Four evening events during the conference will be free and open to the public through live streaming. These four festival events celebrating the breadth and diversity of congregational song will be led by Tom Trenney, Kim Harris, Saya Ojiri, and Diana Sanchez Bushong. Options for registration include both full and basic conference packages. The Hymn Society gladly welcomes non-members to join in this exciting event.
One of the joys of my position as the Director of The Center for Congregational Song is to be asked interesting questions from people who are working week in and week out to get their congregations singing. This series of blogs will take some of the questions I’ve been asked and post the answers publicly.
I have a deep desire to write songs. But I can’t…it’s not my gift. But here’s what I want: modern justice songs. New songs that are today’s equivalent of “We Are Called” (Marty Haugen), “Beatitudes,” or “They’ll Know We Are Christians” or some of the great justice hymns. I’m fully aware that those songs are great and classic hymns and are important to our tradition (Roman Catholic). But I want to create a new genre. Not hymns, but praise songs (focused on God) that somehow still speak to the communal nature of our church. There are a few of these out there, but not nearly enough. Are there groups or artists out there who are working on this?
Joe Youth Minister
First, thanks for your question! So many people are asking themselves the same thing. The church is always changing and learning. While we love the songs that speak to who we were and are, we’re also called to create hymns and songs that speak to who God is calling us to be. Like you referenced by mentioning Marty Haugen, many members of The Hymn Society (as well as others) who write mainly strophic hymnody have been writing songs and hymns with these topics in mind for decades. Authors that come to particularly to mind are Shirley Erena Murray, Adam Tice, Dan Damon, Carolyn Winfrey Gillette, Ruth Duck, and many more…there are too many to name here. However, since you asked about a “new genre” and specifically mentioned “praise songs,” I’m thinking that you’re wondering about music written for praise-bands but which have socially-progressive texts.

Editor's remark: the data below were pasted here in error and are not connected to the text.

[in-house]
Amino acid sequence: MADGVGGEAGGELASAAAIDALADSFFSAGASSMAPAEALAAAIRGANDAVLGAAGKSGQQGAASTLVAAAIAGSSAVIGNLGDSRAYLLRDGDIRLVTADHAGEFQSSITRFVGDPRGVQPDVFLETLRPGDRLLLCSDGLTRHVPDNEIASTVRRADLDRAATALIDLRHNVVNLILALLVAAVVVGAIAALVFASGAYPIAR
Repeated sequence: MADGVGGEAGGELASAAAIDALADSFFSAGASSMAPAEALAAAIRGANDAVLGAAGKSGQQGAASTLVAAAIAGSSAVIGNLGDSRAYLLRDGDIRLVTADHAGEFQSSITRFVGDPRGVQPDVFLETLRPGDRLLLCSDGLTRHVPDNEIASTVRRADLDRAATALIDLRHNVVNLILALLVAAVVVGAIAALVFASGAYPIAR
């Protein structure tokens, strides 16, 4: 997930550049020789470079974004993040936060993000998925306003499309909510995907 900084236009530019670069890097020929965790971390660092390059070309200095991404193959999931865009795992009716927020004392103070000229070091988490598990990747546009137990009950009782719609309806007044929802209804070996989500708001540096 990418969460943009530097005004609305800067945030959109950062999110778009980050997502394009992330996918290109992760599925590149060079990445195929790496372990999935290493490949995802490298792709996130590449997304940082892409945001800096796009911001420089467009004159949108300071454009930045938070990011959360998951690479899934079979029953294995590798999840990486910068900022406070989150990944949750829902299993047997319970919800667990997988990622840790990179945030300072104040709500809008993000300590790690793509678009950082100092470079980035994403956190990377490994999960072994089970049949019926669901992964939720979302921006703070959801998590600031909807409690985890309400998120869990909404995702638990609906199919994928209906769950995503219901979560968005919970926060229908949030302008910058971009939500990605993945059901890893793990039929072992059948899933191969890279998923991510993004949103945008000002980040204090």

Below is a list of artists, groups, and other things to look at concerning social-justice oriented music that comes from or is designed for a more praise-band oriented style. When listing an group or artist, I’ve tried to link to a specific song that I think is a nice representation of their work/style. I hope this is helpful. Feel free to reach out anytime with other questions.
The Convergence Music Project
is a conglomeration of artists, many from the United Church of Christ and other socially-progressive denominations, who are writing theological liberal and/or social-justice oriented music. There are lot of great artists in that group, so make sure to look through their full catalog, but today I’ll point you to The Many, especially their song “These Bodies” https://www.convergencemp.com/artist/the-many/these-bodies.html
while often published as looking like traditional music, is often a go-to for me because I’ve found it works equally well with an organ/piano/choir set-up as it does with a praise-band. You can learn about Mark and his music here: http://www.markamillermusic.com/
is a group of mostly evangelical, Anglican, and Reformed singer/song-writers who are moderate to liberal socially/theologically, but still rooted in their more conservative traditions. Where do they turn? This is a group trying to nurture each other’s musical and spiritual lives in a safe place where the CCM marketplace and/or their denominational bodies won’t stifle them. One of my favs from this group is Dee Wilson, whose song “Rose Pedals” is a powerful witness: https://commonhymnal.com/exchange/rose-petals-story